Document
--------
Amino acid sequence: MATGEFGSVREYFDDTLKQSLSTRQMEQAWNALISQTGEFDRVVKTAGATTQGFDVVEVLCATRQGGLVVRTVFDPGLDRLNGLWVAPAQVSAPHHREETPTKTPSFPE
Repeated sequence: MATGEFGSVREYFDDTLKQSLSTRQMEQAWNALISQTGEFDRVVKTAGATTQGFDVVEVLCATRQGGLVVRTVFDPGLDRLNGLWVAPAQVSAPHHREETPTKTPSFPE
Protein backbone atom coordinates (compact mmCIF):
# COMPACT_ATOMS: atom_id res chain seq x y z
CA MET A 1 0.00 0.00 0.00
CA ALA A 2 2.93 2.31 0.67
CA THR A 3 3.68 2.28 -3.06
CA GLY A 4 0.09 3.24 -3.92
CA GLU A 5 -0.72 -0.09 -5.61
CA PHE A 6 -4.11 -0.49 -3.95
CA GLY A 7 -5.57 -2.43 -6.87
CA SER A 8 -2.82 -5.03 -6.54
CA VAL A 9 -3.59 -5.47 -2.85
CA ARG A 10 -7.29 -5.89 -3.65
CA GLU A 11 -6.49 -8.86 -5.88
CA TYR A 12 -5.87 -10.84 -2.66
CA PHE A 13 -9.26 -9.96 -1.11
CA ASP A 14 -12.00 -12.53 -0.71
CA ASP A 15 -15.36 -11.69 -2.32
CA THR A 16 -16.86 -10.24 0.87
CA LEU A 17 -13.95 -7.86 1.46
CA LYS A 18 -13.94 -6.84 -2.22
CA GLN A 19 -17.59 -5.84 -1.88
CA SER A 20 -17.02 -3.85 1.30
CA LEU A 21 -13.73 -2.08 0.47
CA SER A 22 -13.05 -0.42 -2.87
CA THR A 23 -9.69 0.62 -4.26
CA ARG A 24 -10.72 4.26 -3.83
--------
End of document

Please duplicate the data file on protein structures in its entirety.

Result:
Amino acid sequence: MATGEFGSVREYFDDTLKQSLSTRQMEQAWNALISQTGEFDRVVKTAGATTQGFDVVEVLCATRQGGLVVRTVFDPGLDRLNGLWVAPAQVSAPHHREETPTKTPSFPE
Repeated sequence: MATGEFGSVREYFDDTLKQSLSTRQMEQAWNALISQTGEFDRVVKTAGATTQGFDVVEVLCATRQGGLVVRTVFDPGLDRLNGLWVAPAQVSAPHHREETPTKTPSFPE
Protein backbone atom coordinates (compact mmCIF):
# COMPACT_ATOMS: atom_id res chain seq x y z
CA MET A 1 0.00 0.00 0.00
CA ALA A 2 2.93 2.31 0.67
CA THR A 3 3.68 2.28 -3.06
CA GLY A 4 0.09 3.24 -3.92
CA GLU A 5 -0.72 -0.09 -5.61
CA PHE A 6 -4.11 -0.49 -3.95
CA GLY A 7 -5.57 -2.43 -6.87
CA SER A 8 -2.82 -5.03 -6.54
CA VAL A 9 -3.59 -5.47 -2.85
CA ARG A 10 -7.29 -5.89 -3.65
CA GLU A 11 -6.49 -8.86 -5.88
CA TYR A 12 -5.87 -10.84 -2.66
CA PHE A 13 -9.26 -9.96 -1.11
CA ASP A 14 -12.00 -12.53 -0.71
CA ASP A 15 -15.36 -11.69 -2.32
CA THR A 16 -16.86 -10.24 0.87
CA LEU A 17 -13.95 -7.86 1.46
CA LYS A 18 -13.94 -6.84 -2.22
CA GLN A 19 -17.59 -5.84 -1.88
CA SER A 20 -17.02 -3.85 1.30
CA LEU A 21 -13.73 -2.08 0.47
CA SER A 22 -13.05 -0.42 -2.87
CA THR A 23 -9.69 0.62 -4.26
CA ARG A 24 -10.72 4.26 -3.83